The Keys to Good Customer Service
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Service advocate…
Last week we discussed the meaning of customer service, our expectations of the customer service representatives and their shortcomings. 
We also mentioned that the representative’s shortcomings, as we view them, are truly a reflection of the organisation itself.  Therefore, we ask the question: how does one ensure that great customer service is delivered at all times?

The answer to this question is what differentiates companies.  How many times have you found yourself in a position where you would rather go out of your way, distance-wise, to get to a business place where you know that you will absolutely receive good, consistent service?  Or, are there not times when you would not mind spending a few extra dollars in a store or supermarket just for the pleasure of being around courteous staff members? 

Take a minute to think about it.  We have personally done this many times.  We have even stopped patronising places of business because of poor customer service.  Bear in mind that customer service, as mentioned last week, means different things to different people – it all boils down to what we as customers want and need and what we hold as paramount to our satisfaction. 

Is it simply the product?  Or friendly staff?  How about knowledgeable staff?  Or maybe staff members who remember our names or our favourite items off a menu?  Customers are people first; they have a need to feel important  and they will gravitate to those who make them feel this way.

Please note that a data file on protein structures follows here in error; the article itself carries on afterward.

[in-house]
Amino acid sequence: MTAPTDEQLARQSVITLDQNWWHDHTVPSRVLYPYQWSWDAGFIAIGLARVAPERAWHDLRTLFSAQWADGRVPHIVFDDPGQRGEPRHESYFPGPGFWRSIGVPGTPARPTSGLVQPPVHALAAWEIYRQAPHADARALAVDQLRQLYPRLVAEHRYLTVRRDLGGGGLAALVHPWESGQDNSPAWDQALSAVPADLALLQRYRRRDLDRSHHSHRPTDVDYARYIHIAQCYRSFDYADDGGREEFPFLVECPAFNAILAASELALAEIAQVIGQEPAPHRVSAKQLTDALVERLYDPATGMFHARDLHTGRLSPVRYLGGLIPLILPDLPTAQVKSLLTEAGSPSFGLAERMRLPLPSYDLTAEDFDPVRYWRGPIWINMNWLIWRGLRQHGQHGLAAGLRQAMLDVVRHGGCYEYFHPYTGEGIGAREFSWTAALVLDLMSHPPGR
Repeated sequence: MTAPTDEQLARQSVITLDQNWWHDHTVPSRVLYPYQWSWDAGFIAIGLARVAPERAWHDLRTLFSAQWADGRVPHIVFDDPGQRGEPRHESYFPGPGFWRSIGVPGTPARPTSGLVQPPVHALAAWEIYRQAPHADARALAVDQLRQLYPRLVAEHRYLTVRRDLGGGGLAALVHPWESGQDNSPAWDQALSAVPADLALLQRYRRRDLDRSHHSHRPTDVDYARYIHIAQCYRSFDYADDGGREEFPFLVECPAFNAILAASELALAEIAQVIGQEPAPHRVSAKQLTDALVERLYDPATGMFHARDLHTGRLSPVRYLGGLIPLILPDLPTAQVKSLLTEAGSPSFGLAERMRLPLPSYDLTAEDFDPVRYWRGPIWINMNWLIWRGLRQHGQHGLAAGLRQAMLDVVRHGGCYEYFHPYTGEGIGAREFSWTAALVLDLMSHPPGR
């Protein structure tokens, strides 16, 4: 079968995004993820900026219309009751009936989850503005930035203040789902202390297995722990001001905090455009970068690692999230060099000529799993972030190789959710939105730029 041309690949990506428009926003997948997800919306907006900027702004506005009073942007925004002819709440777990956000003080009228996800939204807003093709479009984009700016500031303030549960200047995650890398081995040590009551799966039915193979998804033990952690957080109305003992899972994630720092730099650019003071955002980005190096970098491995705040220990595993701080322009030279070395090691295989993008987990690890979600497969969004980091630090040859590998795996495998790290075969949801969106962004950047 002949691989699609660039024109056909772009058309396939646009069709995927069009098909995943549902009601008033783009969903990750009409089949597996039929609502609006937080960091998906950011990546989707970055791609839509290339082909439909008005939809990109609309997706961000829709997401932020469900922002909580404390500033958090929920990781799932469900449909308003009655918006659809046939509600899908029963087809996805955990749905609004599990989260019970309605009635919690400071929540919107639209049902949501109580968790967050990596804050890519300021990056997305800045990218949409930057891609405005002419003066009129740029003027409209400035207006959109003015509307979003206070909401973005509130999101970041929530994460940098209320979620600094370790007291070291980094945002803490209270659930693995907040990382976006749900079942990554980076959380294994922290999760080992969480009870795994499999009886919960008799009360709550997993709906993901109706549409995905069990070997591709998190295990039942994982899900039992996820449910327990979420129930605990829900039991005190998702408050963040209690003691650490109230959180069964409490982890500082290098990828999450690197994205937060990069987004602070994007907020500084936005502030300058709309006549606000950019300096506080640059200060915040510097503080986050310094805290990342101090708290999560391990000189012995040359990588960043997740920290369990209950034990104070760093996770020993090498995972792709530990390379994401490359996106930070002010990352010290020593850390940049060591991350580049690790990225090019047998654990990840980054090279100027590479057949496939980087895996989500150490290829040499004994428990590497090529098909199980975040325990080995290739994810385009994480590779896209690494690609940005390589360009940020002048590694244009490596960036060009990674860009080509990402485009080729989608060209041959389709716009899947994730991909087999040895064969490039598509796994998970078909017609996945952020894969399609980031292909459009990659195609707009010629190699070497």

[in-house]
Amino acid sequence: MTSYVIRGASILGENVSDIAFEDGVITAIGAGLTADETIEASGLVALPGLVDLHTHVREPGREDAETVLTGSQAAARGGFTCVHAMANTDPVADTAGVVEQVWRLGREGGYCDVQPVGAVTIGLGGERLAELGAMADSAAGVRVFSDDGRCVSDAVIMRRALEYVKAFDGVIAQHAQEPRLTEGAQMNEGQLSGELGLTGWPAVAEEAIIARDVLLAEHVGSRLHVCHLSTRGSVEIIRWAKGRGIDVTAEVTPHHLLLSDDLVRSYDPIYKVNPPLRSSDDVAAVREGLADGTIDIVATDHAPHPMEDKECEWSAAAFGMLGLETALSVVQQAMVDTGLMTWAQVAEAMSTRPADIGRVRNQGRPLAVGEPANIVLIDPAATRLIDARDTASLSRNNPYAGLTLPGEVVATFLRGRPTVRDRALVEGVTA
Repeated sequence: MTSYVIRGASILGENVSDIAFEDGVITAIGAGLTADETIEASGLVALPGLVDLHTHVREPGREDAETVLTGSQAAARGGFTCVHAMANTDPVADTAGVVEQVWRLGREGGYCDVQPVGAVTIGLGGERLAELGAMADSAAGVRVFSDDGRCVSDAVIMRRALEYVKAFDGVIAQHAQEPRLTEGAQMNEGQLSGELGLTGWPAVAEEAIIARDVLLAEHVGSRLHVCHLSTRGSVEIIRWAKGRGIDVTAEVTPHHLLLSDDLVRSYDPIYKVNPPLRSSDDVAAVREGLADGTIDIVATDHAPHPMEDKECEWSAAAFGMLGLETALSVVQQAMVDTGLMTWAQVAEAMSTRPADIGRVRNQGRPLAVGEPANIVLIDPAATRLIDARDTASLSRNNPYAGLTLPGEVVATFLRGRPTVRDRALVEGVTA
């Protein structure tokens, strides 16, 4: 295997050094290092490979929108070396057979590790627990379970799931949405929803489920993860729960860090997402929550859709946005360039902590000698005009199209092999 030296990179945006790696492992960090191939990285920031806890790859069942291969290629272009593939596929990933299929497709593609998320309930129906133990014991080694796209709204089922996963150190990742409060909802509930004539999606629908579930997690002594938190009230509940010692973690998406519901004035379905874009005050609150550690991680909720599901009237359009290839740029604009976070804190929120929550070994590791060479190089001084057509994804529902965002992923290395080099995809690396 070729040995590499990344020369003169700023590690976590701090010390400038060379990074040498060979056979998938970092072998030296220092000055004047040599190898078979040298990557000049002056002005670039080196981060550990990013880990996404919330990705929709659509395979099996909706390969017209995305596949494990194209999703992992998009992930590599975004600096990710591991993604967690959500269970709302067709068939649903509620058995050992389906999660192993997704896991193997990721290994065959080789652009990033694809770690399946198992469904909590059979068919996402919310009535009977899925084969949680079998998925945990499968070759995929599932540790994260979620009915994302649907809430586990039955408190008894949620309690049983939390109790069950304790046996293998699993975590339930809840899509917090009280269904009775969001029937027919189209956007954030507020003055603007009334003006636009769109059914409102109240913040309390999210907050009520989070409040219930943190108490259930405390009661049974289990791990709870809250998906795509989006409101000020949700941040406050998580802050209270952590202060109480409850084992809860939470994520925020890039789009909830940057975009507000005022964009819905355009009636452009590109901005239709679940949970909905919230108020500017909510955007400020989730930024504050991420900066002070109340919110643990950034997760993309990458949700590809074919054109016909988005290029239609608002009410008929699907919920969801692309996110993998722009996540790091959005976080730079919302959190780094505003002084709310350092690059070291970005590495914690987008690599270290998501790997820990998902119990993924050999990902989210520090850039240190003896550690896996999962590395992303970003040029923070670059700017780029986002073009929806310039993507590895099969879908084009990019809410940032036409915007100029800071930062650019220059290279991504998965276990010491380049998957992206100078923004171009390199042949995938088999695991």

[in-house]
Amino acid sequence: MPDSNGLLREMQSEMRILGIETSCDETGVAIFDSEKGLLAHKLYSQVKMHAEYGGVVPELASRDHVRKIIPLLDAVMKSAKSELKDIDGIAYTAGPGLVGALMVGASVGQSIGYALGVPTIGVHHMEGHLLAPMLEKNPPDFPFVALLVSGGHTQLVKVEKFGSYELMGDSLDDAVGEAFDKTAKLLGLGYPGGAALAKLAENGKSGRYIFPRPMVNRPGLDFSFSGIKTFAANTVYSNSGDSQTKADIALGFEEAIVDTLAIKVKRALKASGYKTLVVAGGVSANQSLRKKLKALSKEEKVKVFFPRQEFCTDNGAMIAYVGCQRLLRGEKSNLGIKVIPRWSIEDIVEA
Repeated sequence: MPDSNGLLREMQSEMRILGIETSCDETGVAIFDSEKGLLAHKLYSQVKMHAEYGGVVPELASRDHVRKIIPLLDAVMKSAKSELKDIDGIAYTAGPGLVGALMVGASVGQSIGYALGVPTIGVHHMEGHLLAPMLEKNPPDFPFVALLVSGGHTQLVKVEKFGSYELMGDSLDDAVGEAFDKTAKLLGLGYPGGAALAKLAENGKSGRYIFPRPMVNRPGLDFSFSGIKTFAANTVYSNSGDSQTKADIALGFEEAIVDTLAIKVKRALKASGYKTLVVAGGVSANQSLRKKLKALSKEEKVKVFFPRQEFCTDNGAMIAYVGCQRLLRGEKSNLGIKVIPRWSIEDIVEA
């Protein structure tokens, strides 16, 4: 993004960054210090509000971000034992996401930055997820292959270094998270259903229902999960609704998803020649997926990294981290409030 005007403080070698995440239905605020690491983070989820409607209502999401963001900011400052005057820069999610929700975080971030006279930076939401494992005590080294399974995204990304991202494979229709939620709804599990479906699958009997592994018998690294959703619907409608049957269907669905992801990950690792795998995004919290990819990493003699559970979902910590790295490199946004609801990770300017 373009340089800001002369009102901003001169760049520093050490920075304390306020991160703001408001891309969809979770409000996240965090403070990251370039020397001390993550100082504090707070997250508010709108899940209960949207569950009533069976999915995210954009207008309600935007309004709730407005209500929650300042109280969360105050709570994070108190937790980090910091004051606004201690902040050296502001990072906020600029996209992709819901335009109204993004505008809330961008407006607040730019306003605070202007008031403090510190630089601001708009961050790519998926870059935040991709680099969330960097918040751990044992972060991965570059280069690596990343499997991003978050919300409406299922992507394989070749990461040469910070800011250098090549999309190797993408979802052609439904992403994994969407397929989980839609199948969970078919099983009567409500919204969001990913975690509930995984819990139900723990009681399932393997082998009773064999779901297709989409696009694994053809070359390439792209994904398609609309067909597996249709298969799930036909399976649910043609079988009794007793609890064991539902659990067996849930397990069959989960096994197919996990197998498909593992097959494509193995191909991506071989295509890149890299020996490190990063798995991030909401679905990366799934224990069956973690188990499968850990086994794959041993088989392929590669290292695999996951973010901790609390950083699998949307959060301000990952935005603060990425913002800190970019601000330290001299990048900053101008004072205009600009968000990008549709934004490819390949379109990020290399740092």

As Management Scientist Peter Drucker said, “Quality in a service or product is not what you put into it.  It is what the client or customer gets out of it”.

We will briefly discuss four (4) keys of good customer service which should be practiced every day, the first of which is TRUST.  What does this mean to you as a customer?  Do you prefer to frequent an establishment where you can trust the staff that they will advise you correctly?  You may more quickly relate this key to pharmacies and doctor’s offices but it can be applied in every business. 

We may not immediately think of TRUST being a deciding factor when we go to supermarkets or restaurants or hotels but give it some thought…we frequent the establishments we do because we feel secure that they will sell a good quality product, that they will use ingredients that are within the “use by” dates, that they will clean and sanitise the rooms and that they tell us the truth when we ask questions.

It also helps that staff members are understanding of our concerns and they address them with respect and patience. 

We all like to do business with people we trust and it is the employees within that organisation who create and foster that trust.  They are the front line persons who interact with customers and build that trust through personal experience.  Therefore, the employees within an organisation are seen to be the key persons who have a major role in the reputation that a business develops over time.

The second important key is KNOWLEDGE.  Isn’t it a joy to go into a business place, be it a restaurant, office or store, and you encounter a knowledgeable sales person?  That shopping experience is made so much better that you more than likely tell the next person you meet, or the next few friends.